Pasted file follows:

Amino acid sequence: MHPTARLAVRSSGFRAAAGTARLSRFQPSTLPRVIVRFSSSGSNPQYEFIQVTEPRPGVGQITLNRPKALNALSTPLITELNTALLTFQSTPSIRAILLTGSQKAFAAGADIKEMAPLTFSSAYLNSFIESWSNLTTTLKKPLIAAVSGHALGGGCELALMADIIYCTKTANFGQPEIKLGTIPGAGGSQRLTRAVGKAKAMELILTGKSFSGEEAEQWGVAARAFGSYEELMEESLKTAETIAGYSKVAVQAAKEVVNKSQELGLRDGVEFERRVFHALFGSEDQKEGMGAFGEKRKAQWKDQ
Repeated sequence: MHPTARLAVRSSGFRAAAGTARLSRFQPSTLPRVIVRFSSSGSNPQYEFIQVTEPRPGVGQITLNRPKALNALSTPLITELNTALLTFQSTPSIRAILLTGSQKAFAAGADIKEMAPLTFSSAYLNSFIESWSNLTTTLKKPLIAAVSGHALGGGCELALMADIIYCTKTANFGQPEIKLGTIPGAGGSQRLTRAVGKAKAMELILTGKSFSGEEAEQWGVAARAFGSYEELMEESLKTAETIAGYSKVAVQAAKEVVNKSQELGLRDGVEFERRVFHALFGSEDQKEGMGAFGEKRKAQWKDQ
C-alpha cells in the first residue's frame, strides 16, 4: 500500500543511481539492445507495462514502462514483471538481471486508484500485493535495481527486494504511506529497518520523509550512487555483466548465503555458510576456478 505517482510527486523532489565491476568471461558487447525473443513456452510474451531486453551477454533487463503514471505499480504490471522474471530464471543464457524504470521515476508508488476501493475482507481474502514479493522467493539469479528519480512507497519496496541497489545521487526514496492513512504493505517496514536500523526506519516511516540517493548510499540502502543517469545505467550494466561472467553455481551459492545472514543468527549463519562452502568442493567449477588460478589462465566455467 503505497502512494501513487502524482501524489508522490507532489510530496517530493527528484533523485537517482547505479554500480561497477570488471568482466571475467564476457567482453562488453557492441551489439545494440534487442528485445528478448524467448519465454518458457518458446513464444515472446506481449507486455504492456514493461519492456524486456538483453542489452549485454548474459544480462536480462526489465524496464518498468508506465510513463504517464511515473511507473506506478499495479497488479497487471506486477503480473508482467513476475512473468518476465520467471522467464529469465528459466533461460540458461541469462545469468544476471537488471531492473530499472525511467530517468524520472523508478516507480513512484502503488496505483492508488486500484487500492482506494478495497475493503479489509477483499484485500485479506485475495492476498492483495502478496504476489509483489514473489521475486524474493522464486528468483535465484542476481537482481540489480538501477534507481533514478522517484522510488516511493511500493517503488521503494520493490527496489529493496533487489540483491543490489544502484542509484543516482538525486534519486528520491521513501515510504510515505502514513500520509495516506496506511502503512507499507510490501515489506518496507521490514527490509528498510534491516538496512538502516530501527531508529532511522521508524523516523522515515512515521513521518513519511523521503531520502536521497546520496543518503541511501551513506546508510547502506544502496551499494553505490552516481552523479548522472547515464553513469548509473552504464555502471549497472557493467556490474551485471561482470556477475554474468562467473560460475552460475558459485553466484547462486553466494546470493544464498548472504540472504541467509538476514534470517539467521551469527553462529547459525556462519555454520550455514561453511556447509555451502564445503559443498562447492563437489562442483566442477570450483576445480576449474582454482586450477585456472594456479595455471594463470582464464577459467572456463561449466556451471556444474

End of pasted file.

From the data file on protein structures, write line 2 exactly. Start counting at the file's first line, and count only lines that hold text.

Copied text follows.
Repeated sequence: MHPTARLAVRSSGFRAAAGTARLSRFQPSTLPRVIVRFSSSGSNPQYEFIQVTEPRPGVGQITLNRPKALNALSTPLITELNTALLTFQSTPSIRAILLTGSQKAFAAGADIKEMAPLTFSSAYLNSFIESWSNLTTTLKKPLIAAVSGHALGGGCELALMADIIYCTKTANFGQPEIKLGTIPGAGGSQRLTRAVGKAKAMELILTGKSFSGEEAEQWGVAARAFGSYEELMEESLKTAETIAGYSKVAVQAAKEVVNKSQELGLRDGVEFERRVFHALFGSEDQKEGMGAFGEKRKAQWKDQ